I’ve come up with two additional categories of interview questions after having incorporated some feedback on my earlier post from colleagues and friends. Hopefully this list won’t grow any longer than it is…
Impossible Technical Questions
With a pen and paper, provide an implementation that would automatically normalize a database representation, generate the appropriate constraints and index tables based on SQL profiling information from runtime.
Yes, it’s a great idea and one the interviewer might be considering for a future startup, but it’s not practical to expect anything practical in an interview. You might discuss the design of this kind of feature, especially if you’re interviewing a talented database professional, but if you’re expecting any code…
Alternatively, the question might sound reasonable at first, but then the interviewer proceeds to add complexity such that it makes no sense to implement at all, not to mention in an interview:
Implement a function that backs up modified files to a network share. Oh, and make it configurable. And add a notification feature when something goes wrong. Ah, and address the condition when there’s low disk space on the network share and you’re required to balance the storage across multiple shares. Add an algorithm for redundantly storing and later reconstructing the store from these multiple shares.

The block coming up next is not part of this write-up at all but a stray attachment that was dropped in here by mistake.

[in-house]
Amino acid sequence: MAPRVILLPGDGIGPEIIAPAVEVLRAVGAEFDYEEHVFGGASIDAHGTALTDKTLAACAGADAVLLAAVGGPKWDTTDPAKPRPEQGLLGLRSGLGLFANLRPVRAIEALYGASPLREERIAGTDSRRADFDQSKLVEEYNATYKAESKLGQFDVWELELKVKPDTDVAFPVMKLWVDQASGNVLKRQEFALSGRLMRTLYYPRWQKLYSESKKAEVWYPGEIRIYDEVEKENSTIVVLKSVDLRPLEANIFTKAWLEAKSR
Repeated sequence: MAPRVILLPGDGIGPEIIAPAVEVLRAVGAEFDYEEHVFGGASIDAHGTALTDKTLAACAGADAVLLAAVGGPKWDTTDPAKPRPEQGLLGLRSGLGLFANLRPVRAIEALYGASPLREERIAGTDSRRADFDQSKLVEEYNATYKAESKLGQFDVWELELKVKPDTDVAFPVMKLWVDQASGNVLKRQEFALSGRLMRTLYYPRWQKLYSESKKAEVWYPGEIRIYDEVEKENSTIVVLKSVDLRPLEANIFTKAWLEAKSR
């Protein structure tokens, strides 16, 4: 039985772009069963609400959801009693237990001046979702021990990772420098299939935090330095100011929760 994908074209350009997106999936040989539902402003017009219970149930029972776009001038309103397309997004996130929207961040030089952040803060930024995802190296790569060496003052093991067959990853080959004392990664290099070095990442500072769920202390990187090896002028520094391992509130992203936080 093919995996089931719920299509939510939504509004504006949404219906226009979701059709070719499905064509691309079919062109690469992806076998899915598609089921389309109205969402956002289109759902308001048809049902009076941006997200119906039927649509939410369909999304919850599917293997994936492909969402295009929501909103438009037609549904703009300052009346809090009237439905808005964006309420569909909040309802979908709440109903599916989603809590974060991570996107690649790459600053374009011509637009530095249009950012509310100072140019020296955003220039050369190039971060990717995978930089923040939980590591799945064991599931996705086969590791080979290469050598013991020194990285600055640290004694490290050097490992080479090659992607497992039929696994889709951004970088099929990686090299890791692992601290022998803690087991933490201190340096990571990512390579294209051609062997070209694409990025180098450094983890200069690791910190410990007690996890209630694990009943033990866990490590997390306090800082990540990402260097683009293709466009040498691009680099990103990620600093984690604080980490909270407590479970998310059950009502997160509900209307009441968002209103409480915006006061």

(And so on.)
The Illegal Kind
Do you have any kids? Does your husband have any health issues? Have you done military service? Are you planning to get pregnant?
This is somewhat less of an issue in Israel (from my experience), but appears to have more significance elsewhere. One of my friends told me a story a couple of years ago about her not getting hired at a kids’ game construction company because she appeared religious and the interviewer didn’t like her telling him that she’s planning to get married soon.
Eventually, most of these irrelevant personal questions are downright illegal. With them being irrelevant, you should constrain your curiosity to a situation less formal than a job interview.